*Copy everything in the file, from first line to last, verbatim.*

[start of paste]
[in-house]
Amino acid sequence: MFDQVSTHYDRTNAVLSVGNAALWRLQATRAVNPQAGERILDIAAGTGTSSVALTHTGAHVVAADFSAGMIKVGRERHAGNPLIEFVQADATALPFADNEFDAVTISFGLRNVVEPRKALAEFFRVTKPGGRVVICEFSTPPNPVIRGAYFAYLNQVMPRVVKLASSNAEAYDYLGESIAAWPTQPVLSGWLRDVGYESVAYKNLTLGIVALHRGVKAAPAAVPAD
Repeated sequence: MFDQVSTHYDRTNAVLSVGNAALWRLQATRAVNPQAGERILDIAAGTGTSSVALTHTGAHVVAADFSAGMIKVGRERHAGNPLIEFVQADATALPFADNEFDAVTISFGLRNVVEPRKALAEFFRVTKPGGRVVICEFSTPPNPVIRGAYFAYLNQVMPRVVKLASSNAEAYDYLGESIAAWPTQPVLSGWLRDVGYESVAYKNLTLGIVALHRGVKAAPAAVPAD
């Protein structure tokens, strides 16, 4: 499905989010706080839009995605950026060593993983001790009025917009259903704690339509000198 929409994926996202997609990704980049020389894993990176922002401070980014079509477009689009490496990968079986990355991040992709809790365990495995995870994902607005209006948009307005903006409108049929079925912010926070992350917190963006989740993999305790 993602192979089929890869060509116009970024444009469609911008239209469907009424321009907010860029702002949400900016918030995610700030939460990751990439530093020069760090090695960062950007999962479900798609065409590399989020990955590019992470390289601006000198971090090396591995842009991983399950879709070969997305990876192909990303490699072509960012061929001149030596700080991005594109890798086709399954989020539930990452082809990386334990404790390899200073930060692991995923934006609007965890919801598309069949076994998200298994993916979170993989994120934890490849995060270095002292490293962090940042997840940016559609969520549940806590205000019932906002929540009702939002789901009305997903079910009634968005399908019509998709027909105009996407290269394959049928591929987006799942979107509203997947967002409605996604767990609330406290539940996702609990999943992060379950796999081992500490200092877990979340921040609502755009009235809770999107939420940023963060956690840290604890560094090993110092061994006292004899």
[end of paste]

[in-house]
Amino acid sequence: MFDQVSTHYDRTNAVLSVGNAALWRLQATRAVNPQAGERILDIAAGTGTSSVALTHTGAHVVAADFSAGMIKVGRERHAGNPLIEFVQADATALPFADNEFDAVTISFGLRNVVEPRKALAEFFRVTKPGGRVVICEFSTPPNPVIRGAYFAYLNQVMPRVVKLASSNAEAYDYLGESIAAWPTQPVLSGWLRDVGYESVAYKNLTLGIVALHRGVKAAPAAVPAD
Repeated sequence: MFDQVSTHYDRTNAVLSVGNAALWRLQATRAVNPQAGERILDIAAGTGTSSVALTHTGAHVVAADFSAGMIKVGRERHAGNPLIEFVQADATALPFADNEFDAVTISFGLRNVVEPRKALAEFFRVTKPGGRVVICEFSTPPNPVIRGAYFAYLNQVMPRVVKLASSNAEAYDYLGESIAAWPTQPVLSGWLRDVGYESVAYKNLTLGIVALHRGVKAAPAAVPAD
């Protein structure tokens, strides 16, 4: 499905989010706080839009995605950026060593993983001790009025917009259903704690339509000198 929409994926996202997609990704980049020389894993990176922002401070980014079509477009689009490496990968079986990355991040992709809790365990495995995870994902607005209006948009307005903006409108049929079925912010926070992350917190963006989740993999305790 993602192979089929890869060509116009970024444009469609911008239209469907009424321009907010860029702002949400900016918030995610700030939460990751990439530093020069760090090695960062950007999962479900798609065409590399989020990955590019992470390289601006000198971090090396591995842009991983399950879709070969997305990876192909990303490699072509960012061929001149030596700080991005594109890798086709399954989020539930990452082809990386334990404790390899200073930060692991995923934006609007965890919801598309069949076994998200298994993916979170993989994120934890490849995060270095002292490293962090940042997840940016559609969520549940806590205000019932906002929540009702939002789901009305997903079910009634968005399908019509998709027909105009996407290269394959049928591929987006799942979107509203997947967002409605996604767990609330406290539940996702609990999943992060379950796999081992500490200092877990979340921040609502755009009235809770999107939420940023963060956690840290604890560094090993110092061994006292004899």